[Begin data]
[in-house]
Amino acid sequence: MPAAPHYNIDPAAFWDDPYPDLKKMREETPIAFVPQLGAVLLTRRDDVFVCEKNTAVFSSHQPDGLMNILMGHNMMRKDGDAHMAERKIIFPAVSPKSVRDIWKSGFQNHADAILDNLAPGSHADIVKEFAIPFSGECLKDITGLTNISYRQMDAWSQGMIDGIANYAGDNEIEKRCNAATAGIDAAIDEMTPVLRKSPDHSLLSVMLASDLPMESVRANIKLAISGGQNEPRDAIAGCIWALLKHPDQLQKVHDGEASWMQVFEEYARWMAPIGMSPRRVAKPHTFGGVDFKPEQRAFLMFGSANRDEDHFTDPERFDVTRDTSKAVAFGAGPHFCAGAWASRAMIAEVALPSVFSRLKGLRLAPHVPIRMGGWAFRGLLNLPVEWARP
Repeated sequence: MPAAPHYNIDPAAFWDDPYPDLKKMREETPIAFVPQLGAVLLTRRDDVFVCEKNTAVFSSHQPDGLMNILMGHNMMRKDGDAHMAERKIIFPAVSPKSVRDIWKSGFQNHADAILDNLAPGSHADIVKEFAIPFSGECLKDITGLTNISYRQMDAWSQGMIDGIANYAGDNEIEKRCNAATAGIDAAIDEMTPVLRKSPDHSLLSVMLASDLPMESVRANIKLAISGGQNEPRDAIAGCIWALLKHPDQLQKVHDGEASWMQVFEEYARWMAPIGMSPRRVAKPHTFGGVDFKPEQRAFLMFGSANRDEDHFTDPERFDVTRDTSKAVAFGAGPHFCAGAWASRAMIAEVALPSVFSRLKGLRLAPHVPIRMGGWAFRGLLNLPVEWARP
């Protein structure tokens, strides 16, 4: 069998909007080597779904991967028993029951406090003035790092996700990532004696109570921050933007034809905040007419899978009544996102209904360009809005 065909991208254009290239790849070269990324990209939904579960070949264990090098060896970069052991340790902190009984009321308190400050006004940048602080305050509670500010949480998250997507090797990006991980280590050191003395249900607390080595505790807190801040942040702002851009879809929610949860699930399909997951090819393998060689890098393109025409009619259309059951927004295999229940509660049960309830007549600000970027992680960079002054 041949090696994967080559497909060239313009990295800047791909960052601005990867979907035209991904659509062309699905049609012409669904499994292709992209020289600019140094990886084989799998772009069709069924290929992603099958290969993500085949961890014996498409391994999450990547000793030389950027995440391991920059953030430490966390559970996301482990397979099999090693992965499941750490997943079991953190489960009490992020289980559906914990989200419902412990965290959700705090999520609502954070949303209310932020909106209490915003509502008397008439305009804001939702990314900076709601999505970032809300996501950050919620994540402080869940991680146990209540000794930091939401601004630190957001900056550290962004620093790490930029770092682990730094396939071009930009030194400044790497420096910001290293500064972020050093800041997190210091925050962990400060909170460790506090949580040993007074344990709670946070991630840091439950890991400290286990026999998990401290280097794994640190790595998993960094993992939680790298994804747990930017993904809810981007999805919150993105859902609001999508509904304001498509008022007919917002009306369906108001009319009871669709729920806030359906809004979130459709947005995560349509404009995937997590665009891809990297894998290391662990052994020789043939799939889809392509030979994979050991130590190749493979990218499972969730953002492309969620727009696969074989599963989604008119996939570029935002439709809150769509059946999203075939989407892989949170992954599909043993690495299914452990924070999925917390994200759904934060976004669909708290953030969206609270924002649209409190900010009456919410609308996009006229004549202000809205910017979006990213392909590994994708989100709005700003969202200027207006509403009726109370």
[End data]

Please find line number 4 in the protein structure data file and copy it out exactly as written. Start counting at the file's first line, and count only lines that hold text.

């Protein structure tokens, strides 16, 4: 069998909007080597779904991967028993029951406090003035790092996700990532004696109570921050933007034809905040007419899978009544996102209904360009809005 065909991208254009290239790849070269990324990209939904579960070949264990090098060896970069052991340790902190009984009321308190400050006004940048602080305050509670500010949480998250997507090797990006991980280590050191003395249900607390080595505790807190801040942040702002851009879809929610949860699930399909997951090819393998060689890098393109025409009619259309059951927004295999229940509660049960309830007549600000970027992680960079002054 041949090696994967080559497909060239313009990295800047791909960052601005990867979907035209991904659509062309699905049609012409669904499994292709992209020289600019140094990886084989799998772009069709069924290929992603099958290969993500085949961890014996498409391994999450990547000793030389950027995440391991920059953030430490966390559970996301482990397979099999090693992965499941750490997943079991953190489960009490992020289980559906914990989200419902412990965290959700705090999520609502954070949303209310932020909106209490915003509502008397008439305009804001939702990314900076709601999505970032809300996501950050919620994540402080869940991680146990209540000794930091939401601004630190957001900056550290962004620093790490930029770092682990730094396939071009930009030194400044790497420096910001290293500064972020050093800041997190210091925050962990400060909170460790506090949580040993007074344990709670946070991630840091439950890991400290286990026999998990401290280097794994640190790595998993960094993992939680790298994804747990930017993904809810981007999805919150993105859902609001999508509904304001498509008022007919917002009306369906108001009319009871669709729920806030359906809004979130459709947005995560349509404009995937997590665009891809990297894998290391662990052994020789043939799939889809392509030979994979050991130590190749493979990218499972969730953002492309969620727009696969074989599963989604008119996939570029935002439709809150769509059946999203075939989407892989949170992954599909043993690495299914452990924070999925917390994200759904934060976004669909708290953030969206609270924002649209409190900010009456919410609308996009006229004549202000809205910017979006990213392909590994994708989100709005700003969202200027207006509403009726109370």